So, though I am technically supposed to be spending my time on something else at the moment, I felt unable to let this one pass by unmentioned. As you may have heard already, seeing as the internet exploded with the news last Thursday, Nintendo have revealed that their next console, previously known as the Revolution, will, in actual fact, be known as Wii.
Nintendo has been, for as long as I can remember being a fan, a difficult concept to sell to the Ordinary Joe on the street, with the Sony and Microsoft options always appearing both more stylish and more adult. Trying to explain to people the joy of Pikmin or the appeal of Animal Crossing is not easy unless you can actually sit people down with a controller and make them have a go.
Lately, Nintendo has been doing very well for themselves. The surprise success of the DS, followed by the buzz over their successor to the Gamecube with its freestyle, motion-sensing controller, followed by the buzz over the revised, slimline DS Lite has led to the company regaining a significant amount of respect. It seemed like Nintendo was really on top of things. It was possible to even be proud of being a Nintendo fan.
And then they named their new console ‘Wii’
The news broke on Thursday and spread swiftly, and the response was a storm of comment, overwhelmingly negative and derisive — I would never have thought it possible that so many people could come up with so many jokes and puns all based on the association of the word ‘wee’ with urination. It’s been incredible, and Nintendo knew that it was coming which is why they announced the new name now, so that it wouldn’t overshadow announcements made at E3.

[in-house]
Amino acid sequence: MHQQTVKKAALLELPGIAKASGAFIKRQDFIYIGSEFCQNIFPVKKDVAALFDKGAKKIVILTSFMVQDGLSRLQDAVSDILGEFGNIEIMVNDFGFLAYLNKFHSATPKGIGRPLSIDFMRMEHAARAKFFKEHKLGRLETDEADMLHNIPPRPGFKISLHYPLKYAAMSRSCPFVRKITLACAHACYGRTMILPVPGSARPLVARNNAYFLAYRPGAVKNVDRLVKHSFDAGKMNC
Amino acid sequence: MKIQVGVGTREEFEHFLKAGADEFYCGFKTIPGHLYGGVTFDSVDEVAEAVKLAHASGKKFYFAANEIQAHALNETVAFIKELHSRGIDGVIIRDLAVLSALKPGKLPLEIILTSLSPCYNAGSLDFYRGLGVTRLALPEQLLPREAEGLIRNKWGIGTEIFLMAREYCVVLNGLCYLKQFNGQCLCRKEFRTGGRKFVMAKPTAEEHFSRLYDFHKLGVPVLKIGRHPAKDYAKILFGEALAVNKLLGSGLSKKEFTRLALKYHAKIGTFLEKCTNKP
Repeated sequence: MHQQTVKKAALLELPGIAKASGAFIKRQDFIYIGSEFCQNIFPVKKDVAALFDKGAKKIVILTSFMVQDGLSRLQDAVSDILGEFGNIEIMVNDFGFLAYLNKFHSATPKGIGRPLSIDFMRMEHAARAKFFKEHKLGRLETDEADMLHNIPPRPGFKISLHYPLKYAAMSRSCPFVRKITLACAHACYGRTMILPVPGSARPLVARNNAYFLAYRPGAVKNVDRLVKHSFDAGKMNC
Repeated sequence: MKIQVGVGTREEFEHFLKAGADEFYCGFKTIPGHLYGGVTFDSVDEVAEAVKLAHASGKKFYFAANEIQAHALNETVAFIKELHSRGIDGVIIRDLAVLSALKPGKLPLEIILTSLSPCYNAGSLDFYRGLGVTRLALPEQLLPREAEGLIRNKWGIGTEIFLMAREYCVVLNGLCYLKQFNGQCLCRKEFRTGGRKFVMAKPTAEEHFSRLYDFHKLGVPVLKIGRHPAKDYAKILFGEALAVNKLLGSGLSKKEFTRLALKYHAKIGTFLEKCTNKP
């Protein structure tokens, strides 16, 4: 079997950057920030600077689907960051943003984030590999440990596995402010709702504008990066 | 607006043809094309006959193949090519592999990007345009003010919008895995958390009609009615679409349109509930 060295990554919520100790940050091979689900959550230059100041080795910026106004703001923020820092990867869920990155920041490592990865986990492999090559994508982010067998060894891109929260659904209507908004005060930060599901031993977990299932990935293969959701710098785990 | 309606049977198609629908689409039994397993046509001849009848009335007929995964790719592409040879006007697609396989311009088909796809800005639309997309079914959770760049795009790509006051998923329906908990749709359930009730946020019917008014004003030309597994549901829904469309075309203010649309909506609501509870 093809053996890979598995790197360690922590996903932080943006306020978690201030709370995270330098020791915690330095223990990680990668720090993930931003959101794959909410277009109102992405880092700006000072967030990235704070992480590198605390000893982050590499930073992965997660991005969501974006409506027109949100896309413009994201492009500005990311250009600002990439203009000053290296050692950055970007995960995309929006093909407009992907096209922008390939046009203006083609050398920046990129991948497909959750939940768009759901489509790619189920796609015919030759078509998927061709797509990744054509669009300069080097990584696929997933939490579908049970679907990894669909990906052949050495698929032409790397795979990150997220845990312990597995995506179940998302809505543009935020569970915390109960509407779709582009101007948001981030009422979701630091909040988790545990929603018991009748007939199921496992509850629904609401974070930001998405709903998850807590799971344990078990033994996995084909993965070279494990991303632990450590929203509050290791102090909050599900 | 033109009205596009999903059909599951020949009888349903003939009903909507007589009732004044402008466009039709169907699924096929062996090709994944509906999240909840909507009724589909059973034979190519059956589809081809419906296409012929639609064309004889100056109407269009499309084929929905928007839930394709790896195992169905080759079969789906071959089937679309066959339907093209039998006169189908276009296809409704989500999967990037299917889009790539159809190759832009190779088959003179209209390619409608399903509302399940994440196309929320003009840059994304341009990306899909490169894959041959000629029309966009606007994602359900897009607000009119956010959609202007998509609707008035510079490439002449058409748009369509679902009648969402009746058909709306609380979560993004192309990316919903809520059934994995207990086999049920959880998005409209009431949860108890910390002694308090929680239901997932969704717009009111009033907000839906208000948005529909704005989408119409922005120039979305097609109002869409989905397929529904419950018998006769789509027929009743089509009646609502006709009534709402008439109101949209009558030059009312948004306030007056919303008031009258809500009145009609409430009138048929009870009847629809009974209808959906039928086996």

This negative association is only part of why I think this name is a bad name. People defending the name have pointed out that the most vocal communities on the internet represent only the tiniest fraction of the game-buying public, and they’re right — if the internet at large immediately thinks of going to the toilet when hearing the name ‘Wii’, then this is probably not indicative of what the real world thinks, as Chris Kohler mentions at Wired:
“In short, the fuss over Wii is an Internet Problem, not a Real Life Problem. In real life, the name’s soundalike will pass almost entirely without notice. The positives of Wii will vastly outweigh the negatives.”
I decided to test this claim by asking some non-gamers what their reaction was, and you know what? Kohler was right — not a single person I’ve asked so far as made the connection. However, only one person so far — my mum — realised that it was supposed to mean ‘we’. Other people have thought it was supposed to be ‘wifi’, or ‘why’, or just ‘what the hell’s that supposed to mean?’.
This is why the name is problematic; a good name should not cause embarrassment in the speaker, it should not confuse people as to the pronounciation or meaning, and it shouldn’t require an explanation to go with it — certainly not the sort of meaningless marketing nonsense you can currently read on Nintendo’s Wii site. The notion that ‘Wii’ is supposed to symbolise both the unique controller and the image of people gathering to play is the sort of soulless waffle that I expect to hear from the likes of Intel and Microsoft.
We’ve been wrong before
Perhaps I should just trust Nintendo. After all, the DS was never supposed to be successful either, and look how that’s turned out. Similarly, the reaction to the Wii controller was fairly negative until Nintendo showed us a video of how it worked, and we all went weak at the knees. Perhaps calling a console ‘Wii’ will turn out to have been another instance of sounding crap but working incredibly well — just like Animal Crossing.
At best, though, I can see myself tolerating the name, but only because I have to — I’m never going to love it, and you’ll never see me defend it either.